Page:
f(x)=n=1N(anan)(xn x)+b(6)

where N= number of observations, xn= set of observation, n= number of observations, and an,an = non-negative multiplier for observations xn.

The Gaussian Process Regression (GPR) model used to predict the load and natural frequency is a kernel-based probabilistic model. A set of random latent variables for which any finite number of them have a Gaussian distribution is used by the GPR models to get the response. The function for the GPR model is as follows (Rasmussen and Williams, 2006):


where yn= response variables, f(xn)= zero mean GP with covariance function, k(x,x), h(xn)T= function to transform the original feature vectors xn into new feature vectors, and σ2,β= error variance and coefficients estimated from the data respectively.


Natural Frequency

ANSYS workbench—design modeler is used to design the cellular structures and the model analysis tool using mechanical APDL solver is employed to simulate the natural frequency of each cellular unit cell with fixed support on one end and uniform displacement of 20% on the other end for all the designs. The optimized unit cells are compared for their natural frequency. The comparisons are made by designing several unit cells with varying wall thickness and the calibrated normalized first natural frequencies. Here, honeycomb unit cells are considered as the datum structure, hence the normalized natural frequencies are calculated with the following equation:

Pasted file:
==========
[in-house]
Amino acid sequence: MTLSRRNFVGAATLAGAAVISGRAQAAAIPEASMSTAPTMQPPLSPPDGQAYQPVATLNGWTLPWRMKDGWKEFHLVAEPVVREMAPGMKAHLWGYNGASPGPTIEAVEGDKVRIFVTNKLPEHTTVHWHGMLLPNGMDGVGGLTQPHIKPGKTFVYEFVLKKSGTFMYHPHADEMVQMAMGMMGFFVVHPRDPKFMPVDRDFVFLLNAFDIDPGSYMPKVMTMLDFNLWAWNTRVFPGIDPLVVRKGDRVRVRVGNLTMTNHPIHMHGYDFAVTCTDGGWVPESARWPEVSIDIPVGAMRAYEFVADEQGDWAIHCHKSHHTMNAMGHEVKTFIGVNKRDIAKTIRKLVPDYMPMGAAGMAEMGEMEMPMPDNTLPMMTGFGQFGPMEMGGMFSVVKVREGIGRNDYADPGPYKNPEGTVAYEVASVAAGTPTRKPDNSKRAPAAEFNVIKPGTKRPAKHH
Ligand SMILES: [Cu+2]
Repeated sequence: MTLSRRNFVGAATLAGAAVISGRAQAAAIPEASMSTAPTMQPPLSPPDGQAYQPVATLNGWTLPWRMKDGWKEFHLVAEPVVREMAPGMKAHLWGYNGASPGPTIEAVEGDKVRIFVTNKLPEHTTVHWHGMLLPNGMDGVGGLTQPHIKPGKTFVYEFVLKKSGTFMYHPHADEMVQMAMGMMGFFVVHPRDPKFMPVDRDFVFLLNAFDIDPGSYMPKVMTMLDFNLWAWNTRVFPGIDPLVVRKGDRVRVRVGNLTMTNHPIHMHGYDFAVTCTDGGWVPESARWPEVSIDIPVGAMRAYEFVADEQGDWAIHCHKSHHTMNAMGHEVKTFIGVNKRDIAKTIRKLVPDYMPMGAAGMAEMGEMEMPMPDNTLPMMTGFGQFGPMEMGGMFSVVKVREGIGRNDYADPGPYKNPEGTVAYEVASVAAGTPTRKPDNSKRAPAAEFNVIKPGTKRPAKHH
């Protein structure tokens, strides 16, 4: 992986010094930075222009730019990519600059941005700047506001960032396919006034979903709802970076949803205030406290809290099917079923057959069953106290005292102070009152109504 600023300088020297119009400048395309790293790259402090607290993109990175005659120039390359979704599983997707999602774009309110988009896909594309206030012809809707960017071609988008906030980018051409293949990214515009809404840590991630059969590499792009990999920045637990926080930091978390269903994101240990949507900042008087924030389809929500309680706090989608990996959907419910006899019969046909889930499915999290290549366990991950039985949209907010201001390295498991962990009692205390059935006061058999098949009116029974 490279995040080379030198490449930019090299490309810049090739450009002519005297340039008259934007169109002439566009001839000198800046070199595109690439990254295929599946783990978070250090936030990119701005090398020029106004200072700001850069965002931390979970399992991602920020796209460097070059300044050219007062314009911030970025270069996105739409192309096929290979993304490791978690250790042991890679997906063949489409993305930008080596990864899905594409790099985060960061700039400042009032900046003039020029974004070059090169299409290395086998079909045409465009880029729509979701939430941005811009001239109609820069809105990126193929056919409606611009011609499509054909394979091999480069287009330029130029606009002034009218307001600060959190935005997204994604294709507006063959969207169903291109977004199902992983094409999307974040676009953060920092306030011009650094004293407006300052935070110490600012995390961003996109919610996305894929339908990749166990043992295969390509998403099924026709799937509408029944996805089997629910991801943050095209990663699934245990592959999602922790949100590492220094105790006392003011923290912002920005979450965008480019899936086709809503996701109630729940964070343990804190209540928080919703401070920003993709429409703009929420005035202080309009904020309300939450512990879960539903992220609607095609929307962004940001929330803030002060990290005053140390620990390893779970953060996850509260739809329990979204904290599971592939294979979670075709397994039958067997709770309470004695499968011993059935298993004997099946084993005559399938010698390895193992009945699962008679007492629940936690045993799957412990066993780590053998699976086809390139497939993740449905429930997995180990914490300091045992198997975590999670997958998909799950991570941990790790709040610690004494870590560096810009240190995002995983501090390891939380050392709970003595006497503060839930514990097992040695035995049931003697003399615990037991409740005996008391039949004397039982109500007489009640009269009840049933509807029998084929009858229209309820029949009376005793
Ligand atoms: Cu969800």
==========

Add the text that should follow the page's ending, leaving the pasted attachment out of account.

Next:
where f1,j = first natural frequency of jth unit cell, and f1,H = first natural frequency of honeycomb unit cell.

It can be seen from Figure 7 that the normalized natural frequency of the optimized cellular unit cells is about 10–50% higher than the biomimetic unit cells like honeycomb, bamboo and trabecular bone structures that are widely studied for their high natural frequency and energy absorption properties. The honeycomb structure can be seen to perform better than other biomimetic structures like the bamboo stem and trabecular bone within the same overall volume. It is seen that, within the same mass range, Models 1 to 4 all have higher natural frequency than that of the biomimetic counterparts. Once the mass exceeds about 2g, Model 5 also shows higher natural frequency (Refer to Supplementary Material S2A for Mass vs. Load and Supplementary Material S2B for Mass vs. Natural Frequency comparisons). The higher natural frequency makes Models 1 to 5 better choice as cellular unit cells. Hence these structures are considered for further experimental and simulation validations to observe their behavior under uniaxial compression, DMA, and impact tests.